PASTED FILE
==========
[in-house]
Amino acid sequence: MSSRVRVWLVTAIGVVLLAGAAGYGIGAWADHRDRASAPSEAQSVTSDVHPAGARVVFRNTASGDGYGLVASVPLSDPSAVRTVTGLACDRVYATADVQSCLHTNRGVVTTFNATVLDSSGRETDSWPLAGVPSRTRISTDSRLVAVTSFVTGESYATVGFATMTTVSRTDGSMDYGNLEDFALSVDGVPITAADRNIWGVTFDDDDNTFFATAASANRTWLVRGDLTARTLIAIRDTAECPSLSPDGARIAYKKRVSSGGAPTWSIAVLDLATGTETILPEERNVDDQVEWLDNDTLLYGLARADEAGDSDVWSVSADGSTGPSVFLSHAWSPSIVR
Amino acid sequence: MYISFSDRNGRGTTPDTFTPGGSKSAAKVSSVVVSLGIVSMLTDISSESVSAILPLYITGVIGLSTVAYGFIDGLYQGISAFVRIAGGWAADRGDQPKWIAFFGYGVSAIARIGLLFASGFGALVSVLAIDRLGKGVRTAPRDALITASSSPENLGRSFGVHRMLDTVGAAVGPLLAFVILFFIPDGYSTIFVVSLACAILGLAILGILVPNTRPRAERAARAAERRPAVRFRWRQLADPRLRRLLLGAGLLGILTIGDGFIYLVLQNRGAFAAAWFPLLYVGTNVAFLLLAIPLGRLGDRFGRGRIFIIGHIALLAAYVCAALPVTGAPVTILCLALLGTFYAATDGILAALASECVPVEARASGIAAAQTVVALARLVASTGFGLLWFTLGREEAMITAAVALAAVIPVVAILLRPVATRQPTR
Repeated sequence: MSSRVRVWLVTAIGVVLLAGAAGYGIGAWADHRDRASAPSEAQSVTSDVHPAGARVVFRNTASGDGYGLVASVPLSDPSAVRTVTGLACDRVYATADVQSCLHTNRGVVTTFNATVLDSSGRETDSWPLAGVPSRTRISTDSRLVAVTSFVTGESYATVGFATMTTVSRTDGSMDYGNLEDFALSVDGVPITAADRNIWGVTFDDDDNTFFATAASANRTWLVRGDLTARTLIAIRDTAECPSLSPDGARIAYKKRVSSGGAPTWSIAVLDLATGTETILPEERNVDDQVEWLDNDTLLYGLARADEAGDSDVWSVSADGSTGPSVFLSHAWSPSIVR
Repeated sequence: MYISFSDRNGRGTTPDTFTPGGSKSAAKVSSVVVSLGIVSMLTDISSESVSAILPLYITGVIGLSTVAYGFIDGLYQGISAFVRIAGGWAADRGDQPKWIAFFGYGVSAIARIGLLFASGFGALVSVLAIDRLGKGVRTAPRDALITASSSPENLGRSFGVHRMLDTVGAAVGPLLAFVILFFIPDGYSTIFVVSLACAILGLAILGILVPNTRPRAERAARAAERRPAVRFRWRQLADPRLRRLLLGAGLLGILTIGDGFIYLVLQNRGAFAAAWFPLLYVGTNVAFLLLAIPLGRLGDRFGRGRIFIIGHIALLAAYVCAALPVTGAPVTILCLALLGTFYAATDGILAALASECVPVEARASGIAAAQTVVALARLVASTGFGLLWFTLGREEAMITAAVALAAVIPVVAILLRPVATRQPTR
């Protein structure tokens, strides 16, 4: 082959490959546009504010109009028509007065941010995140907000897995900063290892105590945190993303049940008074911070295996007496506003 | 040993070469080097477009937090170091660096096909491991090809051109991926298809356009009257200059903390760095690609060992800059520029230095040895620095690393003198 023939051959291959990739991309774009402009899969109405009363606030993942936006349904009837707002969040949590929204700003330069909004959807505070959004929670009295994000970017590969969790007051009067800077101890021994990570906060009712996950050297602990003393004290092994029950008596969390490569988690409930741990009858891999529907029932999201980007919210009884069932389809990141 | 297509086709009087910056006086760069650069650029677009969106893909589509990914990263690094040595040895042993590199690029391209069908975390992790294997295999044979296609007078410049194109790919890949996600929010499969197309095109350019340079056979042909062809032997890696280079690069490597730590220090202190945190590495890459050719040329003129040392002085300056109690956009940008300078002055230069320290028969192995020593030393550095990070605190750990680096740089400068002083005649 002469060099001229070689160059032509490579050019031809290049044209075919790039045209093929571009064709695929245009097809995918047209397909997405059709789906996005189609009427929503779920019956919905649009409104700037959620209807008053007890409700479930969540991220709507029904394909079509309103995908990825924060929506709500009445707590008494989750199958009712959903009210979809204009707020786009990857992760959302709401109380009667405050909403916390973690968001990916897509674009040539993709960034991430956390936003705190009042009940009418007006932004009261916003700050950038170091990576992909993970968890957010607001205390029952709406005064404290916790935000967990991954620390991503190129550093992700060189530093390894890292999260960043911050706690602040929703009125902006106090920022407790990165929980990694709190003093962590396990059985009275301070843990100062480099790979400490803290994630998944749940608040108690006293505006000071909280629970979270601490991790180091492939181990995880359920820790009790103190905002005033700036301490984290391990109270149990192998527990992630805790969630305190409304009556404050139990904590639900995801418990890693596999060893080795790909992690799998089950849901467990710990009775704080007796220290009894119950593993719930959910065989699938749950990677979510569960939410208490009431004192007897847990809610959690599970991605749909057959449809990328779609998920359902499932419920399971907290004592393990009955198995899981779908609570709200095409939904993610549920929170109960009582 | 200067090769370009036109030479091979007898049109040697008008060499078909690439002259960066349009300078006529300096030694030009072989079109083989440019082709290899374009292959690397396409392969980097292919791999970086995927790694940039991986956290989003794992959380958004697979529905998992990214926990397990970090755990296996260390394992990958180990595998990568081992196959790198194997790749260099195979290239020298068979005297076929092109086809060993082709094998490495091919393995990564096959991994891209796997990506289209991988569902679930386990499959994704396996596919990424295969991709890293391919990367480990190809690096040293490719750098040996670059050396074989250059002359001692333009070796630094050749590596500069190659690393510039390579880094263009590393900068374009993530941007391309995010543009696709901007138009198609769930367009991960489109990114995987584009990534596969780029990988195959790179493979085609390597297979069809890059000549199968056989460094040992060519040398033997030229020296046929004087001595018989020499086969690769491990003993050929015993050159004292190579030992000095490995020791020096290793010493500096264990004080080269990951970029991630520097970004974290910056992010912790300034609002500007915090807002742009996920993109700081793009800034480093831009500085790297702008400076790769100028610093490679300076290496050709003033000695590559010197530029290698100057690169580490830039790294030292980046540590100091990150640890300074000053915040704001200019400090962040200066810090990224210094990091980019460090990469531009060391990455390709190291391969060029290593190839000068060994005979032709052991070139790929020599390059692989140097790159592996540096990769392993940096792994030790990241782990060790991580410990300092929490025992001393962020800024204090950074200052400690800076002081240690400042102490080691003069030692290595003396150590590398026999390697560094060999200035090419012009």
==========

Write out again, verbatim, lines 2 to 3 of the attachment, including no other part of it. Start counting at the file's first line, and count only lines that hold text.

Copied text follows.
Amino acid sequence: MSSRVRVWLVTAIGVVLLAGAAGYGIGAWADHRDRASAPSEAQSVTSDVHPAGARVVFRNTASGDGYGLVASVPLSDPSAVRTVTGLACDRVYATADVQSCLHTNRGVVTTFNATVLDSSGRETDSWPLAGVPSRTRISTDSRLVAVTSFVTGESYATVGFATMTTVSRTDGSMDYGNLEDFALSVDGVPITAADRNIWGVTFDDDDNTFFATAASANRTWLVRGDLTARTLIAIRDTAECPSLSPDGARIAYKKRVSSGGAPTWSIAVLDLATGTETILPEERNVDDQVEWLDNDTLLYGLARADEAGDSDVWSVSADGSTGPSVFLSHAWSPSIVR
Amino acid sequence: MYISFSDRNGRGTTPDTFTPGGSKSAAKVSSVVVSLGIVSMLTDISSESVSAILPLYITGVIGLSTVAYGFIDGLYQGISAFVRIAGGWAADRGDQPKWIAFFGYGVSAIARIGLLFASGFGALVSVLAIDRLGKGVRTAPRDALITASSSPENLGRSFGVHRMLDTVGAAVGPLLAFVILFFIPDGYSTIFVVSLACAILGLAILGILVPNTRPRAERAARAAERRPAVRFRWRQLADPRLRRLLLGAGLLGILTIGDGFIYLVLQNRGAFAAAWFPLLYVGTNVAFLLLAIPLGRLGDRFGRGRIFIIGHIALLAAYVCAALPVTGAPVTILCLALLGTFYAATDGILAALASECVPVEARASGIAAAQTVVALARLVASTGFGLLWFTLGREEAMITAAVALAAVIPVVAILLRPVATRQPTR